"Within the last year I authorized a claim to be filed on my behalf just in case I needed future medical coverage to protect me and my family in the event I later suffered from the effects of head trauma," read the statement, first published by SI's MMQB. "In so doing I did not realize I would be automatically listed as a plaintiff in a lawsuit against the NFL.
"I have made the decision it is not necessary for me to be part of any claims or this lawsuit and therefore I am withdrawing as a plaintiff effective immediately. I am sympathetic to other players who are seeking relief who may have suffered head injuries. I also disclaim any references in the form complaint of current head injuries.”
On Monday, the L.A. Times reported that Marino had joined 14 others in suing the league in a U.S. District Court in Philadelphia, alleging that the NFL had concealed information about football-related brain injuries and misled players.
According to a Sun-Sentinel source, however, "It was never Marino's intention to initiate litigation in this case, but to ensure that in the event he had adverse health consequences down the road, he would be covered with health benefits. They are working to correct the error."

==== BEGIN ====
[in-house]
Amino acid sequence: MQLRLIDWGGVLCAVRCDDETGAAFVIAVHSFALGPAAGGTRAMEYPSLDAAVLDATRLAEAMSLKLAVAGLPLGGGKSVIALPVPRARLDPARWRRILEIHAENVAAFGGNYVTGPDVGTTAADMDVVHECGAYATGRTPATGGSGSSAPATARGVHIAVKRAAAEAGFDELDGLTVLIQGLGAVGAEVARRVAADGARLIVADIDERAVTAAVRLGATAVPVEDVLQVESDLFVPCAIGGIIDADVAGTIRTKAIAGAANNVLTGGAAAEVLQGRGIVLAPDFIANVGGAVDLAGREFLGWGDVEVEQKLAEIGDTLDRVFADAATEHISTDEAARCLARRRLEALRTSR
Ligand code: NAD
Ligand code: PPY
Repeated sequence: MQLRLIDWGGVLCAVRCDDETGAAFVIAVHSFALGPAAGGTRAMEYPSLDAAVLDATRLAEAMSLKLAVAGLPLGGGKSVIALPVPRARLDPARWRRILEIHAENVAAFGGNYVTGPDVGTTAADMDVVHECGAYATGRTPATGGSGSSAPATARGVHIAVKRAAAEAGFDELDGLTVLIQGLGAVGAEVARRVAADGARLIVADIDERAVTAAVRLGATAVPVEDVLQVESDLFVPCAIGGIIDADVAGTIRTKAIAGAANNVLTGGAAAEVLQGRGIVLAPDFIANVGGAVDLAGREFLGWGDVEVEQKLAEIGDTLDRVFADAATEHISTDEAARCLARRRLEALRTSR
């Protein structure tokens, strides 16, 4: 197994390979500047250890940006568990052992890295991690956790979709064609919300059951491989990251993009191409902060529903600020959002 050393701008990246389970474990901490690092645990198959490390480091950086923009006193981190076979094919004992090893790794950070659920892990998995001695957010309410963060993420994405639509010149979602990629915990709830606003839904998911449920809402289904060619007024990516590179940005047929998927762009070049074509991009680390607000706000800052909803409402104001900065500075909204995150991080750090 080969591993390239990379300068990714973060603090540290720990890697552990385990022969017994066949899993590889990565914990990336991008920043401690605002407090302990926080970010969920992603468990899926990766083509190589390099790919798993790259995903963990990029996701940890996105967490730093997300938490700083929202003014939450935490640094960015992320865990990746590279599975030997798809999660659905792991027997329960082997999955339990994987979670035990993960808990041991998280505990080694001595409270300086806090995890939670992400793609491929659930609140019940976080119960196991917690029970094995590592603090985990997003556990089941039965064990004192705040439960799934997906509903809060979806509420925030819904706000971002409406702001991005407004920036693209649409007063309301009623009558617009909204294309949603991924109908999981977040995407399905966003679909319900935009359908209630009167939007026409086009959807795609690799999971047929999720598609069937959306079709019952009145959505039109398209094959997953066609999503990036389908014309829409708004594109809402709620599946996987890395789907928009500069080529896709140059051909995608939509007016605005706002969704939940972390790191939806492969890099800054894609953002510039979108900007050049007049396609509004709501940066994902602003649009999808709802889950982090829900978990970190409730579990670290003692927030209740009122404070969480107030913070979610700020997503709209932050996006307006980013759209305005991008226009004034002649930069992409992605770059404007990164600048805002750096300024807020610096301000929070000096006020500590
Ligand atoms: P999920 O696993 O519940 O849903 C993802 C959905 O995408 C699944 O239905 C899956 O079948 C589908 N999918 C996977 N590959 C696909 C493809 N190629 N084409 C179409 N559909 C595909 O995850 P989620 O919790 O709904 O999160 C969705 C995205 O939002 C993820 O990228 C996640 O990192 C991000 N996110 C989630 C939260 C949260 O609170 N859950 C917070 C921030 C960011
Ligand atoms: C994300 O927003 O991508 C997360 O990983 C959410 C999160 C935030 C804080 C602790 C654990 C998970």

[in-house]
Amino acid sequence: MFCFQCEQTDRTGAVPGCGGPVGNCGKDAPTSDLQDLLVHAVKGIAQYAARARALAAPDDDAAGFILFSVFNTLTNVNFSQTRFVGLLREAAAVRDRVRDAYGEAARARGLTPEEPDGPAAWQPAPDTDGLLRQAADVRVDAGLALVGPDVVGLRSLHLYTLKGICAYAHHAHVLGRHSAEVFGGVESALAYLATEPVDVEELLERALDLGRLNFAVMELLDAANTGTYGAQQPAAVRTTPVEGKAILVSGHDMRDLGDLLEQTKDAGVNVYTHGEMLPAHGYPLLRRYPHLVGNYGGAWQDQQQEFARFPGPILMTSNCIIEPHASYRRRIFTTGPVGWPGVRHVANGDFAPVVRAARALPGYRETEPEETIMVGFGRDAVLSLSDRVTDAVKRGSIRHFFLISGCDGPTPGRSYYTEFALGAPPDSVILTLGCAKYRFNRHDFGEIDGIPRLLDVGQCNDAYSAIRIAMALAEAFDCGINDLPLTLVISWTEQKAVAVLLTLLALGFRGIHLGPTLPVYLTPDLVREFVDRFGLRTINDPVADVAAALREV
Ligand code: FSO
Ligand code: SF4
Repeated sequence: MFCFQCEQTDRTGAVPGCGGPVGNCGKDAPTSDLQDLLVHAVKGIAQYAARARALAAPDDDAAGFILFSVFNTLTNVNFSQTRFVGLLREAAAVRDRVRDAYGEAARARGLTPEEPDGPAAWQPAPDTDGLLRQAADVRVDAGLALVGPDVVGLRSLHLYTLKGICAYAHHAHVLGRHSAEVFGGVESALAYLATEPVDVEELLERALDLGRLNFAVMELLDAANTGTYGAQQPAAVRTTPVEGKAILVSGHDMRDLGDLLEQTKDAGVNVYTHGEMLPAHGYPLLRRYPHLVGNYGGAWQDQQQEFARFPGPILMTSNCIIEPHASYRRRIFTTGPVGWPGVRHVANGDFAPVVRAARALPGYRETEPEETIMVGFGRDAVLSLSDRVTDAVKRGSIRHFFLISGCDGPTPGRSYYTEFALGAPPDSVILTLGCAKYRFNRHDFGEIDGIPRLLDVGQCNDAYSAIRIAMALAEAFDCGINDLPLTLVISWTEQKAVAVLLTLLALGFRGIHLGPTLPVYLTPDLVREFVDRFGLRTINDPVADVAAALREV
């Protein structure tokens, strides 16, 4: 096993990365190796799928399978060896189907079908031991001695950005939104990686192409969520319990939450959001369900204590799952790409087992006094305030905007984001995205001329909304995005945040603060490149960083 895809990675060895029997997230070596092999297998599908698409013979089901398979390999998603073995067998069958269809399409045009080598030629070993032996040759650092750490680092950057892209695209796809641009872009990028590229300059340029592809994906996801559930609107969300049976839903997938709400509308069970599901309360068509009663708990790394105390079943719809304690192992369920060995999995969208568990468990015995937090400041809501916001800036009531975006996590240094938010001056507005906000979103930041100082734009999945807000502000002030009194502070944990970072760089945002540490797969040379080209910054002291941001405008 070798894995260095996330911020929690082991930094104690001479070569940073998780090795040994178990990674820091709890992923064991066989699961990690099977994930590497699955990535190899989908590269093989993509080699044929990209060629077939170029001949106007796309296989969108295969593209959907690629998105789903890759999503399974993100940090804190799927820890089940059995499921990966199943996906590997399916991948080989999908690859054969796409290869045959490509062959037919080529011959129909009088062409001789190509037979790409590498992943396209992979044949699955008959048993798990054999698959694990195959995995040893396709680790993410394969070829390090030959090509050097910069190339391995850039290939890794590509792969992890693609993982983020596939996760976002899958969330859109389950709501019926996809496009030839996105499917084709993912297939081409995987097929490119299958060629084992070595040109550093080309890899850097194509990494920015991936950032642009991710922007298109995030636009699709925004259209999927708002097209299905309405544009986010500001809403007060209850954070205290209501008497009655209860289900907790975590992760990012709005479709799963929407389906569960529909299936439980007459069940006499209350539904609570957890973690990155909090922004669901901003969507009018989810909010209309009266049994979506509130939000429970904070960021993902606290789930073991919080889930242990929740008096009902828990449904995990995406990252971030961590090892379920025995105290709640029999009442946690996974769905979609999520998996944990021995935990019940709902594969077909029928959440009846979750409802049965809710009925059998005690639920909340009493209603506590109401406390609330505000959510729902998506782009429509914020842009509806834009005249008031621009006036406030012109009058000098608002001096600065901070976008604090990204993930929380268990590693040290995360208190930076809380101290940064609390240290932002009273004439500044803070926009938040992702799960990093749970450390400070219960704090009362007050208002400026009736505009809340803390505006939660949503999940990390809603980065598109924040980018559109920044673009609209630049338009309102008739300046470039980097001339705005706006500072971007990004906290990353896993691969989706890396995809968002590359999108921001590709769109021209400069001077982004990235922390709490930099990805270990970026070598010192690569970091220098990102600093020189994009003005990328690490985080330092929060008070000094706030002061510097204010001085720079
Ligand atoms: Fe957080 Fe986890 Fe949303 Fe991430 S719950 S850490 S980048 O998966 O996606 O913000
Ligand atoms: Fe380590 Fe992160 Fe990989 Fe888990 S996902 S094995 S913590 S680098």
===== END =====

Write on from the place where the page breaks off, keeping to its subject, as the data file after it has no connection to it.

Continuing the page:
Marino was the most well-known name attached to the lawsuit, which includes Erik Affholter, Richard Bishop, Bruce Clark, Chris Dugan, Anthony Grant, Mark Green, John Huddleston, Ethan Johnson, LaCurtis Jones, Peter Manning, Moses Moreno, Toddrick McIntosh, Jackie Wallace and Dwight Wheeler.
Marino retired from the NFL following the 1999 season after 17 years in the league. He recently parted way with CBS after serving as an NFL studio analyst since 2002.
Since his departure from CBS, he has been rumored to be interested in a front office position with the Dolphins.